Ukraine parliament passes mobilisation bill to boost troop numbers | Russia-Ukraine war News


General tells parliament Russian forces outnumber Kyiv’s soldiers up to 10 times on the battlefields in the east.

Ukraine’s parliament has passed a bill to overhaul how the military drafts civilians in an attempt to boost its number of soldiers more than two years since Russia’s full-scale invasion.

The bill, which dropped a set of draconian draft-dodging penalties that sparked public outrage, was backed by the armed forces.

Before the bill’s passage on Thursday, a general told parliament that Russia has up to 10 times more soldiers than Ukraine on battlefields in the east.

“Pass this law and the Ukrainian armed forces will not let down you or the Ukrainian people,” General Yuriy Sodol told lawmakers.

“We are maintaining our defences with our last strength,” he said as lawmakers stood up and applauded more than a dozen commanders who attended the session.

Military analysts have said Ukraine’s armed forces need to address acute problems with manpower and their artillery shell shortage as better-equipped Russian forces make advances in the east.

“The enemy outnumbers us by seven to 10 times. We lack manpower,” said Sodol, who commands Ukrainian forces in the Kharkiv, Donetsk and Luhansk regions in eastern Ukraine.

The bill passed with a majority of 283 votes in the 450-member parliament, Yaroslav Zhelezniak, a lawmaker for the Holos party, wrote on the Telegram messaging app.

The bill still needs to be signed by President Volodymyr Zelenskyy before it becomes law.

Ukrainian soldiers of the 71st Jaeger Brigade fire a M101 howitzer towards Russian positions at the frontline
Ukrainian soldiers of the 71st Jaeger Brigade fire a M101 howitzer towards Russian positions at a front line near Avdiivka in eastern Ukraine’s Donetsk region [File: Efrem Lukatsky/AP Photo]

Draft-dodging penalties removed

The legislation aims to give the military a better indication of how many people it can call up and where they are located.

The bill gives Ukrainian men 60 days to update their personal data with military authorities. Until now, draft offices had to rely on sometimes incomplete and old data.

It also removes an array of far-reaching penalties for draft dodging that were proposed in an earlier draft, creating outrage. There have been thousands of cases of draft dodging during the war.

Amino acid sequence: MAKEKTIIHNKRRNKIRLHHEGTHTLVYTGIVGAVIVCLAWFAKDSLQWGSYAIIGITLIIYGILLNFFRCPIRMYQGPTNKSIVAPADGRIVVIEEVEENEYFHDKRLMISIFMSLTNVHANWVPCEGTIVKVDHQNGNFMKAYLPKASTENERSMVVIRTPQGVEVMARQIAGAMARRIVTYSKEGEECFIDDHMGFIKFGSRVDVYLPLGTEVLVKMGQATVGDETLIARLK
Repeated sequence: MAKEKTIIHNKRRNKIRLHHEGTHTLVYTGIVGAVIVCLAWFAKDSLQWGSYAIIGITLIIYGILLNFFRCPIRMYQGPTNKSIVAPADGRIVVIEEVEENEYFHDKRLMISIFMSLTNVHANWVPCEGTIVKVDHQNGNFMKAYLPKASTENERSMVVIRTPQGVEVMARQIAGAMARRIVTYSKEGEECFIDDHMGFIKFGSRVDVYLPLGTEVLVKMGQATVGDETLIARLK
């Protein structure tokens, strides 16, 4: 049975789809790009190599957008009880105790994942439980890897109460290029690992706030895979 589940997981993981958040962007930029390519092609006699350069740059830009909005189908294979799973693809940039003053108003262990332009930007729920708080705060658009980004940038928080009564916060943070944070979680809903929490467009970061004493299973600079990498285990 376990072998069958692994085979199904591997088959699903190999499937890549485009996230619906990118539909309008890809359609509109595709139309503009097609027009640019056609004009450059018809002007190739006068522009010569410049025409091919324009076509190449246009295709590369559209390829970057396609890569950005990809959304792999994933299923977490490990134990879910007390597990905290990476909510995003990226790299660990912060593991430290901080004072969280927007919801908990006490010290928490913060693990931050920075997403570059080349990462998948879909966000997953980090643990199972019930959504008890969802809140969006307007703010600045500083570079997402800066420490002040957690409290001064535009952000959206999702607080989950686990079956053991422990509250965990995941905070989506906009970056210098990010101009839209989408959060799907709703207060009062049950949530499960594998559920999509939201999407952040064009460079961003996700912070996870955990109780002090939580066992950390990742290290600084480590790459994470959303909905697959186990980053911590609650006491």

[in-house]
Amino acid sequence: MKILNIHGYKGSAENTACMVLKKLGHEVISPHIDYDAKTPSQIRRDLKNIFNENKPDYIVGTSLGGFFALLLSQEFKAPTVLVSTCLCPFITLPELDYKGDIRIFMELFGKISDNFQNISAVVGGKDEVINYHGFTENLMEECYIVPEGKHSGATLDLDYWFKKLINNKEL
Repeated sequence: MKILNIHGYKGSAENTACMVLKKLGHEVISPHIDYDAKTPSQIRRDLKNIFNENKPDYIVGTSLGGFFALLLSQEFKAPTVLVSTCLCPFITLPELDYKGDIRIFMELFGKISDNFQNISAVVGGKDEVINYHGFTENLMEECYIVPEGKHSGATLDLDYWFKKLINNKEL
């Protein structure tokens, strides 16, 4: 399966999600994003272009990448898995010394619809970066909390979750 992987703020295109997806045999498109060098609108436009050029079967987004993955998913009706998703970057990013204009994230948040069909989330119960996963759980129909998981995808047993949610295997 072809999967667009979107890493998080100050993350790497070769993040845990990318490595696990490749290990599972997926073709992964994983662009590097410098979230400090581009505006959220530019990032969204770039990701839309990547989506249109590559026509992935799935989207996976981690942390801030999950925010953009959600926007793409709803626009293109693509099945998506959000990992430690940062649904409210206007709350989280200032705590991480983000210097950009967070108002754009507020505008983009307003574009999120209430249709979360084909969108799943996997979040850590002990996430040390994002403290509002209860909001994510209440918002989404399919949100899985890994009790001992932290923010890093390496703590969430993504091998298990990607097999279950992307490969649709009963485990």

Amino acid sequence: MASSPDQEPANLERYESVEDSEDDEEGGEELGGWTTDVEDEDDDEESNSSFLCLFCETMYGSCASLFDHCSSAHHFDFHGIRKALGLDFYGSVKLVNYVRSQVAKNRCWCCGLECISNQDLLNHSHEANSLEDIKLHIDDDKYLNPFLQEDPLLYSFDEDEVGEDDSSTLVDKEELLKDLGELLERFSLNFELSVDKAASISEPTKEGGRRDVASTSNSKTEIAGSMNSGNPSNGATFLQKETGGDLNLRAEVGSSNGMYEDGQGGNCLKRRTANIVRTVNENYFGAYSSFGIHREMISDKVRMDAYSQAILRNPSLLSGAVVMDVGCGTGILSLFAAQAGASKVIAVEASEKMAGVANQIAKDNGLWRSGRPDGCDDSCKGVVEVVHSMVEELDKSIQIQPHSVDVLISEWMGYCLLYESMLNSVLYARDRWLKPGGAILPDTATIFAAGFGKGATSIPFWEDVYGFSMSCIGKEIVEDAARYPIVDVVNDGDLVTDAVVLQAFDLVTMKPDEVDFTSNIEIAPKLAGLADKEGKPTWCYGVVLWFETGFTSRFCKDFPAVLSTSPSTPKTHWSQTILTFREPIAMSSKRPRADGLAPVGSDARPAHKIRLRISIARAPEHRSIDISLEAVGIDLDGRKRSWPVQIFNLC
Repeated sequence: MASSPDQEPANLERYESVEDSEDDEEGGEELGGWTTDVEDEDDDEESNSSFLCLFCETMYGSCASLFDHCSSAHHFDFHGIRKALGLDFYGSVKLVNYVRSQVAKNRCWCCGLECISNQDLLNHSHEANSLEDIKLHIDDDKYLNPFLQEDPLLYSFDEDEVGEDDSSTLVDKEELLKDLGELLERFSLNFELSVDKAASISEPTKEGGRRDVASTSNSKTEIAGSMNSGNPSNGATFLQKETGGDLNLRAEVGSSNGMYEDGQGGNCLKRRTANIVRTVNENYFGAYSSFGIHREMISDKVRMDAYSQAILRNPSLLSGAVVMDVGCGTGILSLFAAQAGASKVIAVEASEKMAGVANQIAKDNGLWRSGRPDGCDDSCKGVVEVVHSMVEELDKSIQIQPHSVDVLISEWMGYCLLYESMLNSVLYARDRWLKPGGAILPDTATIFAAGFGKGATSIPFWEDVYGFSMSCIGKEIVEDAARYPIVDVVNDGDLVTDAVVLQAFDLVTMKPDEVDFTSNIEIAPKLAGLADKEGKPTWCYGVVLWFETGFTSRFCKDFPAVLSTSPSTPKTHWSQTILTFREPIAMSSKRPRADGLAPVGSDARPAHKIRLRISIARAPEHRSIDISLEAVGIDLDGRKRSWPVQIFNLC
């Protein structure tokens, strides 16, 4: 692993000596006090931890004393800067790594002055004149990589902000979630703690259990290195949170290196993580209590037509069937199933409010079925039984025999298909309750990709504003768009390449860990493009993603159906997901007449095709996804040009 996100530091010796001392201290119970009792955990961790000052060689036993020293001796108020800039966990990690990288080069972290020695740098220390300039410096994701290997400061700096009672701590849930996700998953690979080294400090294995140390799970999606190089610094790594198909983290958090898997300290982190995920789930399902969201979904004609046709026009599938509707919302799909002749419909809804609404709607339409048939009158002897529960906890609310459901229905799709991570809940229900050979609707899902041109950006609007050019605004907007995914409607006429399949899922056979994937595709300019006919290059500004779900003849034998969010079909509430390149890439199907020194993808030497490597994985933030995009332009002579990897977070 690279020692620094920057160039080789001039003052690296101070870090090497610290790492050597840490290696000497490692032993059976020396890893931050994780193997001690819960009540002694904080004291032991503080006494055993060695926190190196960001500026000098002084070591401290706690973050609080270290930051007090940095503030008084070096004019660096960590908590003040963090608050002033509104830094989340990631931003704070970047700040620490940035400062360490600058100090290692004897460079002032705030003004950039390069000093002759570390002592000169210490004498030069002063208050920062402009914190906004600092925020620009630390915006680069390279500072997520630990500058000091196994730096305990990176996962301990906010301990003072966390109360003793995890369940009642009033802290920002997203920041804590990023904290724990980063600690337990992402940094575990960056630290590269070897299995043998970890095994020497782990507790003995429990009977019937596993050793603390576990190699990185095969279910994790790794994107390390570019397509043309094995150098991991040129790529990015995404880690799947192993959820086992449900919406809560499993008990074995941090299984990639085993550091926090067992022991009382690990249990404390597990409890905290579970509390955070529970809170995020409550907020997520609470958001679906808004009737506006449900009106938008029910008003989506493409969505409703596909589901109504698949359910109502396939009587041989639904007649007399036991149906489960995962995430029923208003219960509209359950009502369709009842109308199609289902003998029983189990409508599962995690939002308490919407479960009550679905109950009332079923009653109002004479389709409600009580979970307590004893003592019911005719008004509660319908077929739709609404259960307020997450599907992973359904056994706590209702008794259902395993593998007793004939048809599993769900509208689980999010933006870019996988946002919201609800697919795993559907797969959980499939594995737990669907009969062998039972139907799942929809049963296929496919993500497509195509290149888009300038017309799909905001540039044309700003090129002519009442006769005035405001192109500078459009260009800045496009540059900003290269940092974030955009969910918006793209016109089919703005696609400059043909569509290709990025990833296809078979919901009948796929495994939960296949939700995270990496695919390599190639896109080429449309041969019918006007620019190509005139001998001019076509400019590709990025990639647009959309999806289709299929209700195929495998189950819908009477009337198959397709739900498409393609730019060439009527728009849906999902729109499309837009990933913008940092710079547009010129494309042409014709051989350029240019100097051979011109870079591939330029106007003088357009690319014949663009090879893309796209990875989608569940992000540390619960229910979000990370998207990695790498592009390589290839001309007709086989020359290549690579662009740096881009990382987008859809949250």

The bill also struck out an earlier clause on demobilising soldiers who had been fighting for 36 months, meaning that wartime military service remains open-ended.

Lawmaker Oleksandr Fedienko said the passage of the bill would send a “message to our partners that we are ready to retake our territory and we need weapons”. Ukraine is grappling with a slowdown in Western military assistance.

Ukrainian President Volodymyr Zelenskyy inspecting fortifications in the Kharkiv region. He s walking in mud with otjher officials. The landscape is brown and there are trees behind.
Ukrainian President Volodymyr Zelenskyy, second from right, visits the construction site of a defence line in the Kharkiv region [Ukrainian presidential press service/Handout via AFP]

Maksym Zhorin, a deputy commander of Ukraine’s 3rd Assault Brigade, said the law would not lead to “miracles” on the battlefield. “Undoubtedly, it will bring a little more order and systematics in general to the issue of mobilization,” he said on television, adding it would not solve all the problems.

“Personally, I would make it much tougher and also continue to reduce the conscription age.”

Last week, Zelenskyy signed separate legislation into law to lower the conscription age to 25 from 27. Parliament is considering another bill to allow convicts serving suspended sentences to fight in the army. Lawmaker Mariana Bezuhla criticised the bill on Facebook, saying: “They made it as soft and confusing as possible, and months were lost.”

It took parliament several months to put the latest bill to a final vote this week as politicians accused each other of drafting poorly worded amendments and lacking the political will to approve unpopular changes.

More than 4,000 amendments were submitted after the first reading in February. Deputies rejected most of the amendments and significantly watered down initial proposals on punishments for those trying to evade the draft.



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